The high-level conclusion of the meeting was that the current version of the human reference does not adequately represent human haplotype variation, that the existing tools to include alternative haplotype information in analyses are not well-used, and that there is an opportunity to significantly improve the human reference by developing it into a “pan-genome”. One goal of a pan-genome reference is to represent as much as possible of human haplotype variation, implying that any newly sequenced experimental or patient haplotype will be readily alignable to the reference. This would include the multiple types of human genomic variation phased in chromosomal regions. This would require addition of many more high-quality human genome assemblies chosen to maximize haplotype diversity, for instance by incorporating samples collected under 1000 Genomes . This would also require the adoption of better ways of representing the data (e.g., as a genome graph), along with the development of new informatics tools to make use of the new reference.
As a result of these discussions, NHGRI will re-organize and re-focus its contribution to the genome reference to create a multi-component Human Genome Reference Program (HGRP) intended to enable an improved human genome reference for the community, and to foster its long-term sustainability and improvement.
Based on the Concept for this program presented to the National Council on Human Genome Research the components will be:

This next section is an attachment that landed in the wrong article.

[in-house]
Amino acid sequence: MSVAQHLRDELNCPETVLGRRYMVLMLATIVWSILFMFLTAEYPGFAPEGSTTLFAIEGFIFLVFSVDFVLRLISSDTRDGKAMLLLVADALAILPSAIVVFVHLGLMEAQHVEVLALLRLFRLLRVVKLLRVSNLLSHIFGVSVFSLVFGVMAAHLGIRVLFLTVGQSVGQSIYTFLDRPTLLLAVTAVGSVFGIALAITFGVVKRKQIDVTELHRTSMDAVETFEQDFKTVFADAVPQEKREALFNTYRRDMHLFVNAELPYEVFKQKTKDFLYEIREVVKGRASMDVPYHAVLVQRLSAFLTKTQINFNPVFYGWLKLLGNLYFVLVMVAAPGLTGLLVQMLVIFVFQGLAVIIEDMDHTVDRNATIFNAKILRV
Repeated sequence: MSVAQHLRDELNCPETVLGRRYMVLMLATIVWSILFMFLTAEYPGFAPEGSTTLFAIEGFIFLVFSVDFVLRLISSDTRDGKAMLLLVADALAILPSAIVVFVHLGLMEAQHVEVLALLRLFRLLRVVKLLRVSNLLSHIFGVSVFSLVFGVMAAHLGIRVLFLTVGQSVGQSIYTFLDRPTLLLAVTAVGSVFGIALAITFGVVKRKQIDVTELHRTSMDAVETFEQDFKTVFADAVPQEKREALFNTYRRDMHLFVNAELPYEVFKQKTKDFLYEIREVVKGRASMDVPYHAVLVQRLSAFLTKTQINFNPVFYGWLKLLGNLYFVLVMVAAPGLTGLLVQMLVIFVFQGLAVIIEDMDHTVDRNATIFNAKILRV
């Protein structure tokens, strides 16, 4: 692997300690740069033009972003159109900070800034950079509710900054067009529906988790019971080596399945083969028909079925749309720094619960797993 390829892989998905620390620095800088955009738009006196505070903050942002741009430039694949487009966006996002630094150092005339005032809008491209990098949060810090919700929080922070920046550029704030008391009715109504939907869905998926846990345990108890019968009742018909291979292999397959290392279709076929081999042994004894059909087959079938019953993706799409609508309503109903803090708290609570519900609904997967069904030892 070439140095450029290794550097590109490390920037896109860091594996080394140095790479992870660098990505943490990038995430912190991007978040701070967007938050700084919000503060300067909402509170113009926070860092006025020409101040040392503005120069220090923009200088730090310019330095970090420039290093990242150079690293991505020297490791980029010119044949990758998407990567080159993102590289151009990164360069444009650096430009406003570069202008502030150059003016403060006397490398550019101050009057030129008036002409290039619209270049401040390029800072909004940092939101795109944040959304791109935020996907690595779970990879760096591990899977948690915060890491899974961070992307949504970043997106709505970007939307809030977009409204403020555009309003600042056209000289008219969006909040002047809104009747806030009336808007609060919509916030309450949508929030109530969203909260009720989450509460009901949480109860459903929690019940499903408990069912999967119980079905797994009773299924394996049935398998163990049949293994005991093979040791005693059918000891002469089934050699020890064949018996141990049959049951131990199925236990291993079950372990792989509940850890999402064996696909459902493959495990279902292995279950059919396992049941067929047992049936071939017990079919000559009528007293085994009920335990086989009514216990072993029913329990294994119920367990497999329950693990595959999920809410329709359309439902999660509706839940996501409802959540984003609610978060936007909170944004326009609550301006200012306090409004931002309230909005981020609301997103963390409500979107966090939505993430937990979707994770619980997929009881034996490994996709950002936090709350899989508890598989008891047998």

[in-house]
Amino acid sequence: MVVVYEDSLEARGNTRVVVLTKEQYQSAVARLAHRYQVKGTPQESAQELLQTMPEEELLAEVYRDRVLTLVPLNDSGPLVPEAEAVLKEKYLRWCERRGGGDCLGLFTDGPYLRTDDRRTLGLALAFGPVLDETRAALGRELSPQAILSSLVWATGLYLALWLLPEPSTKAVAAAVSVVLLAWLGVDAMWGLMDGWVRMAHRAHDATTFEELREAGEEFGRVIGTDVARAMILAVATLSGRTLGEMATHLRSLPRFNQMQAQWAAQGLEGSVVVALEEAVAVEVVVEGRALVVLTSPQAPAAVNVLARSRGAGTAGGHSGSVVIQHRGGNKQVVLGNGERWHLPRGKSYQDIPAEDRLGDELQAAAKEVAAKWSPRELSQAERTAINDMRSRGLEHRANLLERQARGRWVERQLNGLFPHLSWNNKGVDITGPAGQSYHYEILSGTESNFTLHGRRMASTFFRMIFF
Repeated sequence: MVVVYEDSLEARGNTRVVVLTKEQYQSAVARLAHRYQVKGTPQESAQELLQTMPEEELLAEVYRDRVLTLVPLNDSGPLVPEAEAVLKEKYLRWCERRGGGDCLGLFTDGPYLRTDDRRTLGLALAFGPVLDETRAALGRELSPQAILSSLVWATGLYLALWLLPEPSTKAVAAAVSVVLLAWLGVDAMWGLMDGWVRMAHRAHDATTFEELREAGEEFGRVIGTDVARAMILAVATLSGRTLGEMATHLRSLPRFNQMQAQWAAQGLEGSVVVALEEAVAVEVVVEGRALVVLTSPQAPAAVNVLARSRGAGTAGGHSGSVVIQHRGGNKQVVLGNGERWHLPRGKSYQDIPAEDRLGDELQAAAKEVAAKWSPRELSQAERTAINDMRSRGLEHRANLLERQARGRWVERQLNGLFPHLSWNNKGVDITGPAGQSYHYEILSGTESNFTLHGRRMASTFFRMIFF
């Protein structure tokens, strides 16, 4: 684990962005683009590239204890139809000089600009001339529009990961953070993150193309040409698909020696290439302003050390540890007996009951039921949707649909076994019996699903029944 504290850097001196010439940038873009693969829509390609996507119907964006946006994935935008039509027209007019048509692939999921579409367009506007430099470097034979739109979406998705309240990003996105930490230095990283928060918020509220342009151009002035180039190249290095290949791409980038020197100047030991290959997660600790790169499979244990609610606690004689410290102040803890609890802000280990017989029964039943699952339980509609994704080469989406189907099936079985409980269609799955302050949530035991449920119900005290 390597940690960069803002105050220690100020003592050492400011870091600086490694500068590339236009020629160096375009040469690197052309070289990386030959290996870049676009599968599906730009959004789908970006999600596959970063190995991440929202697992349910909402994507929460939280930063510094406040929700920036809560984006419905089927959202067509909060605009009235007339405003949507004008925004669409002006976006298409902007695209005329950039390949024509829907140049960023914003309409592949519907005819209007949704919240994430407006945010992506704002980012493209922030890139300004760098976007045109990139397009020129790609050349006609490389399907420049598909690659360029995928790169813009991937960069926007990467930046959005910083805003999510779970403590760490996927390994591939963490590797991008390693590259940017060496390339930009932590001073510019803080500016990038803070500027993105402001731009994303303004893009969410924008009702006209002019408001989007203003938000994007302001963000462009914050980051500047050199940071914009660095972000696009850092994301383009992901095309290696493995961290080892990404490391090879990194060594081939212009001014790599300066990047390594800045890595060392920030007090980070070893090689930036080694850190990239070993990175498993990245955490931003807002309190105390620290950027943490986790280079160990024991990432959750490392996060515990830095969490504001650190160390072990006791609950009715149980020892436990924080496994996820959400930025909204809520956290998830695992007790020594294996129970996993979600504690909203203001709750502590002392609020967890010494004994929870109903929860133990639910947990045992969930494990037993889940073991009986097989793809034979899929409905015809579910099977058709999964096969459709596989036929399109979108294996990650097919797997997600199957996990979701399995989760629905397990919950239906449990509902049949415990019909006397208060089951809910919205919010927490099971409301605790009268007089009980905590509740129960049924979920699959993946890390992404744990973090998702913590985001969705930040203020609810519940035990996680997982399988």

- A Human Genome Reference Center (HGRC; RFA-HG-19-004)
- High Quality Human Reference Genomes (HGRQ; RFA-HG-19-002)
- Genome Reference Representations (GRR; RFA-HG-19-003)
- Informatics tools for use of the human genome reference (see Concept documents)
- Technology development for complete sequencing of genomes (NOT-HG-19-011)
NHGRI manages the HGRP as a consortium. Grantees for the Human Genome Reference Center, High Quality Reference Genomes, and Genome Reference Representations components interact closely on several aspects of the program such as prioritizing new samples, resolving reference errors or ambiguities, establishing quality metrics, transitioning to graph representations or new reference “builds”, and others.
NHGRI believes that the human reference will be more broadly useful if it can be integrated with, or is part of an effective ecosystem with, other existing databases and resources that present human variation information in different contexts (i.e. ClinVar, EGA, Human Genome Structural Variation Consortium, gnomAD, Bravo, etc.)
Data Release and Access Policies
NHGRI data release policies for genome sequence data evolved from the original Bermuda and Ft. Lauderdale policies which were suited for the Human Genome Project data and organismal sequence data. With the advent of projects involving large numbers of samples from human subjects, this area is under continuous evaluation, much of it at the NIH, rather than the NHGRI level.
See: NOT-OD-13-119 for a discussion of the latest NIH policy proposals in this area.
Select Working Groups
Working Group Chairs Role Assembly Team Evan Eichler
Generate “high quality production grade” assemblies; generate “finished” T2T assemblies; QC and validate assemblies; develop methods and pipelines Pangenomes Ira Hall
Variant calling; pangenome framework, construction, and tools Resource Improvement and Maintenance Paul Flicek
Functional annotation; handling error reports; resolving errors through targeted re-assembly and/or sequencing Resource Sharing and Outreach Ting Wang
Resource sharing; outreach & education; browsers Samples Eimear Kenny
Collect, identify, and prioritize samples for inclusion in the project Technology and Production Bob Fulton
Coordinate data production across sites; develop, optimize, troubleshoot, and share protocols; engage with technology companies; test and adopt new technologies and protocols
Scientific Program Analysts
- Scientific Program Analyst
- Division of Genome Sciences
Last updated: October 3, 2022